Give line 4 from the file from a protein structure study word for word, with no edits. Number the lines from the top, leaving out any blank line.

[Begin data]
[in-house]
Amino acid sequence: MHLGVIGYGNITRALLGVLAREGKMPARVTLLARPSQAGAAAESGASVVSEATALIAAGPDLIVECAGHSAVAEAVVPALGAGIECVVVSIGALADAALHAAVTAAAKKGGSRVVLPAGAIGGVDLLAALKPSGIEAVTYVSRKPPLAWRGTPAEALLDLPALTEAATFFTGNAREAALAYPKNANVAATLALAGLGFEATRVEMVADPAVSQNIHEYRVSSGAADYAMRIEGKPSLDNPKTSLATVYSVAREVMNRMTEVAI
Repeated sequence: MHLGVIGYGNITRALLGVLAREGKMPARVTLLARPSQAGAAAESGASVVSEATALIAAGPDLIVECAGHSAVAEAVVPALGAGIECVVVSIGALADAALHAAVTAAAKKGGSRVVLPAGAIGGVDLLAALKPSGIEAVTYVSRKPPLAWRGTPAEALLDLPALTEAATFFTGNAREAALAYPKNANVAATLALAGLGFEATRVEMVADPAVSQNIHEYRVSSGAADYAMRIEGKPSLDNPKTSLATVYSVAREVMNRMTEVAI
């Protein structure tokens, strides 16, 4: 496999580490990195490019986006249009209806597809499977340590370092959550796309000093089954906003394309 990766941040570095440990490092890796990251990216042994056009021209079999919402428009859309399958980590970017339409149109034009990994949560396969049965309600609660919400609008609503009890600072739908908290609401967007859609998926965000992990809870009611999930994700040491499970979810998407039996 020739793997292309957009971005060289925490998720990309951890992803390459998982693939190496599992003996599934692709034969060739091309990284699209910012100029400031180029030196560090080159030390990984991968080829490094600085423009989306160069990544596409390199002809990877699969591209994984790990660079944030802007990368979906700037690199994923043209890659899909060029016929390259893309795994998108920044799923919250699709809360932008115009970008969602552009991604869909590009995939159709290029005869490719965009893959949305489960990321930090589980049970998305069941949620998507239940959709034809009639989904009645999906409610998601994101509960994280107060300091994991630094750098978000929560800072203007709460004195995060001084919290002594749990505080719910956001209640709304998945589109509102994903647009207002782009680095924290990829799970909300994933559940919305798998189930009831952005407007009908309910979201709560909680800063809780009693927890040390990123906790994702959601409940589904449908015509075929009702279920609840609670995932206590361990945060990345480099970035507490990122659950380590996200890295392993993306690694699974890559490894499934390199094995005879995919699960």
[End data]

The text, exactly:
């Protein structure tokens, strides 16, 4: 496999580490990195490019986006249009209806597809499977340590370092959550796309000093089954906003394309 990766941040570095440990490092890796990251990216042994056009021209079999919402428009859309399958980590970017339409149109034009990994949560396969049965309600609660919400609008609503009890600072739908908290609401967007859609998926965000992990809870009611999930994700040491499970979810998407039996 020739793997292309957009971005060289925490998720990309951890992803390459998982693939190496599992003996599934692709034969060739091309990284699209910012100029400031180029030196560090080159030390990984991968080829490094600085423009989306160069990544596409390199002809990877699969591209994984790990660079944030802007990368979906700037690199994923043209890659899909060029016929390259893309795994998108920044799923919250699709809360932008115009970008969602552009991604869909590009995939159709290029005869490719965009893959949305489960990321930090589980049970998305069941949620998507239940959709034809009639989904009645999906409610998601994101509960994280107060300091994991630094750098978000929560800072203007709460004195995060001084919290002594749990505080719910956001209640709304998945589109509102994903647009207002782009680095924290990829799970909300994933559940919305798998189930009831952005407007009908309910979201709560909680800063809780009693927890040390990123906790994702959601409940589904449908015509075929009702279920609840609670995932206590361990945060990345480099970035507490990122659950380590996200890295392993993306690694699974890559490894499934390199094995005879995919699960």